Navy veteran Sherée Heller suffered from depression, panic attacks and severe migraines. For 30 years, she was taking up to 20 different medications a week to help combat her medical conditions.

“My doctor had me on so many different daily medications,” says Sherée. “I didn’t want to be on medications anymore, but I knew I needed help with the process in case anything happened to me.”

In March 2015, Sherée was admitted to a local hospital. From there, she was transferred to the Addiction Medicine Program at the MemorialCare Center for Mental Health & Wellness at Community Hospital Long Beach. The program is designed for patients who might face medical risks if they experience withdrawal on their own.

“When Sherée arrived, she had been on a lot of sedatives-hypnotic medications,” says Mario San Bartolome, M.D., medical director, Addiction Medicine Program, Community Hospital Long Beach. “She was on medicines that could impact someone’s psyche and ability to cope. She came in almost like a numb person – as a shell.”

Since the program is part of a hospital, other medical conditions can be addressed. For Sherée, her addiction, depression, migraines and panic attacks were all treated simultaneously.

“I told myself if I’m going through withdrawals, I’m doing it once,” says Sherée. “I watched the clock. Like the saying goes, ‘take it one day at a time;’ that was too much for me, so I started breaking it down. Finally, one breath at a time was all I could manage.”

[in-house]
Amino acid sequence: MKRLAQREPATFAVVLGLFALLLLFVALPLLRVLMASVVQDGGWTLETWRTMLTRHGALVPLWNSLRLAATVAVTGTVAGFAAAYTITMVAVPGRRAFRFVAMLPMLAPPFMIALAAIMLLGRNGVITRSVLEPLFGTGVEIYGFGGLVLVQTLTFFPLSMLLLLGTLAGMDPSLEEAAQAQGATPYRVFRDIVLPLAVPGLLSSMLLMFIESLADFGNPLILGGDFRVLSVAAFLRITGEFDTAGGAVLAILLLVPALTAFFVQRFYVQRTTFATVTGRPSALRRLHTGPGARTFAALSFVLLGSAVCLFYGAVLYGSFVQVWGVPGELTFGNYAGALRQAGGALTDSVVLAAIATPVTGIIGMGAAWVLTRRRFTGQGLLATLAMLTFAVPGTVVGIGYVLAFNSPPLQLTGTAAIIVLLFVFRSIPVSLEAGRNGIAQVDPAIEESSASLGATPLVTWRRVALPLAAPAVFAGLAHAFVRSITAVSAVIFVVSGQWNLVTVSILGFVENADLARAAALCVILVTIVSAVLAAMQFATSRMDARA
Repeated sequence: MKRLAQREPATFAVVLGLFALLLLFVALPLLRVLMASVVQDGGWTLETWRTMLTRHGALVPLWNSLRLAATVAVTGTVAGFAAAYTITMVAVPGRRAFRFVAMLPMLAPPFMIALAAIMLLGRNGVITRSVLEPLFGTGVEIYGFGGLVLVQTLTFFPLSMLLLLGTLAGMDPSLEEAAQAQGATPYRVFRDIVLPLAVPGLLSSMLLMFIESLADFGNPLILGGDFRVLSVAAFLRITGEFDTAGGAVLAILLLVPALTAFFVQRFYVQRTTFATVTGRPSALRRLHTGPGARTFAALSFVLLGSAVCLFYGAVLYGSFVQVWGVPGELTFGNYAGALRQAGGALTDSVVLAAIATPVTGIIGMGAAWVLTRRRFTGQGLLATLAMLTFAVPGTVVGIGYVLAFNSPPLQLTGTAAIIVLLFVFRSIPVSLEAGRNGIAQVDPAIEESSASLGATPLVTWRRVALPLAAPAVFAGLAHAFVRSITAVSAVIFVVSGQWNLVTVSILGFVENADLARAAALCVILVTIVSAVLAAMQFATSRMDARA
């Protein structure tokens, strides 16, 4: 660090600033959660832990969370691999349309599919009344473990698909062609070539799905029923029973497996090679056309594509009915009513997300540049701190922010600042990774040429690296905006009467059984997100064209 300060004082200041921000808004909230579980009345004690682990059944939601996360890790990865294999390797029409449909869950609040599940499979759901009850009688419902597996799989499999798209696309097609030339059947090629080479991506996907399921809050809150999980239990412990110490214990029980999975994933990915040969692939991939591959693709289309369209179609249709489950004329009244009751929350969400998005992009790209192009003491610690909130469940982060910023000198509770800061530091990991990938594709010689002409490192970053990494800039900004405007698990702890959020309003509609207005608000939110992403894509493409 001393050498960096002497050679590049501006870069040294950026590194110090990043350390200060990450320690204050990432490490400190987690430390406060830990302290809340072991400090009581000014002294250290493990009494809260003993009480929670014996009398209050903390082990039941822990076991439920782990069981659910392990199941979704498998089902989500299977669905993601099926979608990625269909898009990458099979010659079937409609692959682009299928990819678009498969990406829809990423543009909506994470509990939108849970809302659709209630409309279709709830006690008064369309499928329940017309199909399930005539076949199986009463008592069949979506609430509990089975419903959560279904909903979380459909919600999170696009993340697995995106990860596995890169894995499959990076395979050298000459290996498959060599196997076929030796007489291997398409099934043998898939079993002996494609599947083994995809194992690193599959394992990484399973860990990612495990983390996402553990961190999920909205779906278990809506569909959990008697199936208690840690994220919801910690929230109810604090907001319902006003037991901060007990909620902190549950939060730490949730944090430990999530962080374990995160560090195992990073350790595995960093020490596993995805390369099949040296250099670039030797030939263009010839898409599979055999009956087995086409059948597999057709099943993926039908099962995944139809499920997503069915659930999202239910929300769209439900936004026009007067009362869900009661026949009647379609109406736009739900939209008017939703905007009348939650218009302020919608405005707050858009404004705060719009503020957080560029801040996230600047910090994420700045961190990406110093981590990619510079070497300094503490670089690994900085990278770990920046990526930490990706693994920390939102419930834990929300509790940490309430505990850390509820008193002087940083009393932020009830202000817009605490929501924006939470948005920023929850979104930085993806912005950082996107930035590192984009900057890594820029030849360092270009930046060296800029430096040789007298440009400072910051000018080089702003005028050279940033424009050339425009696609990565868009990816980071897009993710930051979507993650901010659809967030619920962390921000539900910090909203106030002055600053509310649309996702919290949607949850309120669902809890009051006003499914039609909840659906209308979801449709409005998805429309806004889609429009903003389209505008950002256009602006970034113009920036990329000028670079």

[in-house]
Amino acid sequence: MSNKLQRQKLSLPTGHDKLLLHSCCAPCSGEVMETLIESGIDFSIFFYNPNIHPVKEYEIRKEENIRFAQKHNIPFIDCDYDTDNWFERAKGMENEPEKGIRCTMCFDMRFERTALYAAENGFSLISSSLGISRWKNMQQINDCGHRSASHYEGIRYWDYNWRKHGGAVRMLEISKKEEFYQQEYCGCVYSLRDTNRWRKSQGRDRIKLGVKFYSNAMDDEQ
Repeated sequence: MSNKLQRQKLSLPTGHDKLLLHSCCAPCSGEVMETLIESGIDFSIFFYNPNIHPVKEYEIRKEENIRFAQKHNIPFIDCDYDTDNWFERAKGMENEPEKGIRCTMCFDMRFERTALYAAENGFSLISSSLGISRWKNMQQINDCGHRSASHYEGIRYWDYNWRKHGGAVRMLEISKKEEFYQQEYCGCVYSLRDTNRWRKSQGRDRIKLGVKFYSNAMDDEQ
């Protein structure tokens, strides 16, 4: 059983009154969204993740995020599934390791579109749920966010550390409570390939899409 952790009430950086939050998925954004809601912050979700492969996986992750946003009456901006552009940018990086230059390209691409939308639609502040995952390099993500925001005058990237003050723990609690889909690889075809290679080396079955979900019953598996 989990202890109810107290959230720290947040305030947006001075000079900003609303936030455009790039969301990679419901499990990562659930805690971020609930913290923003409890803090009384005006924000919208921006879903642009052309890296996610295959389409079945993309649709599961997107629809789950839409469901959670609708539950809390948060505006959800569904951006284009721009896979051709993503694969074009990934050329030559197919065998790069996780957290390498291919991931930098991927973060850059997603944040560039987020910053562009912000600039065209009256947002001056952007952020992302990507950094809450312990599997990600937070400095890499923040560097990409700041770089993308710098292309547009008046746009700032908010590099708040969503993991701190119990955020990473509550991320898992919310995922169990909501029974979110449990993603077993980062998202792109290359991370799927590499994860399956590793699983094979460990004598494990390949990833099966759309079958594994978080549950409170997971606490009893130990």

Dr. San Bartolome began to formulate a plan to manage her withdrawal symptoms. The first stage of treatment was getting her off medication that could cause seizures during withdrawal.

“She was having neurologic side effects,” says Dr. San Bartolome. “The goal was to keep her alive and not let the withdrawal take over. We needed to ease the nervous system to a point where it wouldn’t cause negative effects that were detrimental to her. During withdrawal management, we use medications very strategically – they act as our tools. We were using various medications to combat her side effects.”

The second goal was to help Sherée re-program the way she viewed chronic pain and the use of medications and non-medication alternatives. Depression and anxiety can impact how people view pain.

“When you come off of pain pills or other sedatives, one of the most common side effects is anxiety,” says Dr. San Bartolome. “We needed to walk Sherée through that period of coping and retrain her to see what was appropriate for chronic pain.”

Overcoming addiction is not only a physical process, but emotional. The care team met with Sherée to determine goals for herself.

“I hadn’t driven for two years because I didn’t want to get pulled over and have all these drugs in my system,” says Sherée. “I wanted to be able to drive again. I wanted to be able to go grocery shopping for my family and be active in my family again.”

After six nights in the hospital, Sherée was discharged. However, detoxification is only the first step in the long process of recovery. She began weekly follow-up appointments with Dr. San Bartolome.

“We had to amplify the goals we set while she was in the hospital,” says Dr. San Bartolome. “We talked about the various ways she could deal with her medical issues. We discussed what was safe for her and created an acute pain action plan for recurring things, like her headaches. Seeing her frequently helped reinforce the plan. As soon as patients don’t have access to someone who can answer their questions they revert back to old coping mechanisms, like self-medicating.”

After time, Sherée’s follow-up appointments became less frequent. She now sees Dr. San Bartolome less often. At home, Sherée is focusing on her health and uses positive distractions to cope with life challenges or stressors. She finds joy in dancing, especially to 80’s music.

Sherée is completely off narcotics and has accomplished her goals. She drives herself and is enjoying time with her family. “It’s like a whole new world,” says Sherée. “I appreciate everything that I couldn’t see before. I’m enjoying life again.”